Realities and Rapid Dominance
General Fred Franks
as we see it, is a markedly different concept for the use of force
to gain national security ob jectives. At its core, Rapid Dominance
blends unique capabilities of land, sea, air, space, and special
operating forces. It is important to note the vital role of jointness
in using forces from all elements and resisting the lure of gimmicks
and cost-free options that may appear within the reach of high
technology but are not.
current joint force capabilities reveals some enduring truths
that should be used to evaluate future concepts. Joint force commanders
today benefit from the wide array of capabilities available to
the joint warfighting team. The ability to combine and use forces
from all dimensions in a variety of powerful combinations to fit
mission circumstances presents a versatility of capabilities that
makes defense by adversaries difficult. Balance and versatility
are key. Balance in capabilities and the inherent versatility
to combine them in unpredictable, yet highly effective ways has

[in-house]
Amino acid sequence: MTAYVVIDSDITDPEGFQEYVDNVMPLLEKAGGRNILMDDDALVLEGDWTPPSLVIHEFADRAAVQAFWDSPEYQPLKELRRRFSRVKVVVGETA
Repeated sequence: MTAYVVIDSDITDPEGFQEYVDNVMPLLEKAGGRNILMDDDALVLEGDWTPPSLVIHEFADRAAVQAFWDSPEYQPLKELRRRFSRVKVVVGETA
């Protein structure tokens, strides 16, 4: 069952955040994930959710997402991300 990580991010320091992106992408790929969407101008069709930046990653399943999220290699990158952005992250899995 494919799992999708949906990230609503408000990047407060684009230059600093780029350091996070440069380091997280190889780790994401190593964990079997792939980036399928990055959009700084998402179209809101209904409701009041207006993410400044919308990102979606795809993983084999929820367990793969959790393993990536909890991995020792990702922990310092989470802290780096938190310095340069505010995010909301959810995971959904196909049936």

served U.S. national security interests well since the end of
the Cold War. One has only to look at the variety of methods employed
in Panama (1989), Desert Storm (1991), Somalia (1992),
Rwanda (1993), Haiti (1994), and Bosnia (1995) in both war and
operations other than war. Joint force commanders employed, and
in some cases invented, new combinations of balanced capabilities
and were willing to go beyond the confines of service doctrines
to fit mission circumstances. For example, a U.S. Army brigade
of the 10th Mountain Division with helicopters replaced much of
the carrier air wing and flew off the carrier Eisenhower
during the Haiti operation. This force packaging capability is
an advantage unique to the U.S.
As we look
beyond the present to future and bolder defense concepts such
as Rapid Dominance, the key will be to maintain that balance in
land, sea, air, space, and special operating forces combinations
available to the joint force commander. U.S. military forces are
now multidimensional in capabilities, able to use force in ways
unpredictable to an adversary. U.S. forces also have enormous